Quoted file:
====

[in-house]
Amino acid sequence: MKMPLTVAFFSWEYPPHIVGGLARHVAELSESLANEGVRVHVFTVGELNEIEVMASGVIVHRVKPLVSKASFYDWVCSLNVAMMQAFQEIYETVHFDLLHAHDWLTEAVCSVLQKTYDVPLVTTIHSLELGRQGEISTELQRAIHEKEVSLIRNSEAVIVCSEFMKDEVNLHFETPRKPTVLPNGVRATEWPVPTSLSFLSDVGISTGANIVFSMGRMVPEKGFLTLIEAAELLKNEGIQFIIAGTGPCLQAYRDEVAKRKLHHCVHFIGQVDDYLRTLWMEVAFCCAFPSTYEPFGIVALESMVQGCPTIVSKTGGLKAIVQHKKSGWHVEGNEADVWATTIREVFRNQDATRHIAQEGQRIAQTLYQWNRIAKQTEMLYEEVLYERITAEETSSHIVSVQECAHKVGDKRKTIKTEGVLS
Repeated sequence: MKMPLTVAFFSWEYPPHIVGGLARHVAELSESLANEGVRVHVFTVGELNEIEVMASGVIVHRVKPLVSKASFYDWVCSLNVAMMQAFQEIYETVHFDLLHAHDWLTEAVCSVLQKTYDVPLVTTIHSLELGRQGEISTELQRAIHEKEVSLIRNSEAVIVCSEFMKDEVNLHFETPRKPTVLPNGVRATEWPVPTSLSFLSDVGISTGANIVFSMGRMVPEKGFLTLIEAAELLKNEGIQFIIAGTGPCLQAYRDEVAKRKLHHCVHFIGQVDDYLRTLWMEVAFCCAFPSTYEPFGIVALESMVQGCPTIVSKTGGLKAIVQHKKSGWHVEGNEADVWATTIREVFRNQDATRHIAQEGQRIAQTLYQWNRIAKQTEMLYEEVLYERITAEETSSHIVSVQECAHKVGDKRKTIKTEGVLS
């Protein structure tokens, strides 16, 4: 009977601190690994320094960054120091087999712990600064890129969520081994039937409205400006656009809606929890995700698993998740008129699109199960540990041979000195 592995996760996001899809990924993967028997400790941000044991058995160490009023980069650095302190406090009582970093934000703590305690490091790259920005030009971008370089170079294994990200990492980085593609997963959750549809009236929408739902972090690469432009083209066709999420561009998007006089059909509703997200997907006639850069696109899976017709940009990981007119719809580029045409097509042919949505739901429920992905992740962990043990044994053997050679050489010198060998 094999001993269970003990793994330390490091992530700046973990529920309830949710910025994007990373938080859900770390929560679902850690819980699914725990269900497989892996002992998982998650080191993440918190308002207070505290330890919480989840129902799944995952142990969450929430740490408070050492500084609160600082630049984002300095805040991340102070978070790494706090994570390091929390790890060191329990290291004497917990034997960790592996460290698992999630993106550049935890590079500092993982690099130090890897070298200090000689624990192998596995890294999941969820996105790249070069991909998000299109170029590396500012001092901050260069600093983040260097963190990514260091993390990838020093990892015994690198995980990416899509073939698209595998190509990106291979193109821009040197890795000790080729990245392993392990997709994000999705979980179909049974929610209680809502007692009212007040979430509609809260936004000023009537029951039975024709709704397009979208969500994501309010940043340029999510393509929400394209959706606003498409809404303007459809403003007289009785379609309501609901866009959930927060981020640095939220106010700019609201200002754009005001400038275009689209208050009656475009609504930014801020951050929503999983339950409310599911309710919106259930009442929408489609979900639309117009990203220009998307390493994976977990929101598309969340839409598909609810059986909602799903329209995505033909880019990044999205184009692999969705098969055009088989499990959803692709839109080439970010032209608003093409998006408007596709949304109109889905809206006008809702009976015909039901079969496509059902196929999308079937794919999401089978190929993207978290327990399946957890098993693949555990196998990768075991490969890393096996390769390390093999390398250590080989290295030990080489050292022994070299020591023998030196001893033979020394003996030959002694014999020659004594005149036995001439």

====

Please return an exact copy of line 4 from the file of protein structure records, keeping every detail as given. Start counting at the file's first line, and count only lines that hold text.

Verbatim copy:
């Protein structure tokens, strides 16, 4: 009977601190690994320094960054120091087999712990600064890129969520081994039937409205400006656009809606929890995700698993998740008129699109199960540990041979000195 592995996760996001899809990924993967028997400790941000044991058995160490009023980069650095302190406090009582970093934000703590305690490091790259920005030009971008370089170079294994990200990492980085593609997963959750549809009236929408739902972090690469432009083209066709999420561009998007006089059909509703997200997907006639850069696109899976017709940009990981007119719809580029045409097509042919949505739901429920992905992740962990043990044994053997050679050489010198060998 094999001993269970003990793994330390490091992530700046973990529920309830949710910025994007990373938080859900770390929560679902850690819980699914725990269900497989892996002992998982998650080191993440918190308002207070505290330890919480989840129902799944995952142990969450929430740490408070050492500084609160600082630049984002300095805040991340102070978070790494706090994570390091929390790890060191329990290291004497917990034997960790592996460290698992999630993106550049935890590079500092993982690099130090890897070298200090000689624990192998596995890294999941969820996105790249070069991909998000299109170029590396500012001092901050260069600093983040260097963190990514260091993390990838020093990892015994690198995980990416899509073939698209595998190509990106291979193109821009040197890795000790080729990245392993392990997709994000999705979980179909049974929610209680809502007692009212007040979430509609809260936004000023009537029951039975024709709704397009979208969500994501309010940043340029999510393509929400394209959706606003498409809404303007459809403003007289009785379609309501609901866009959930927060981020640095939220106010700019609201200002754009005001400038275009689209208050009656475009609504930014801020951050929503999983339950409310599911309710919106259930009442929408489609979900639309117009990203220009998307390493994976977990929101598309969340839409598909609810059986909602799903329209995505033909880019990044999205184009692999969705098969055009088989499990959803692709839109080439970010032209608003093409998006408007596709949304109109889905809206006008809702009976015909039901079969496509059902196929999308079937794919999401089978190929993207978290327990399946957890098993693949555990196998990768075991490969890393096996390769390390093999390398250590080989290295030990080489050292022994070299020591023998030196001893033979020394003996030959002694014999020659004594005149036995001439």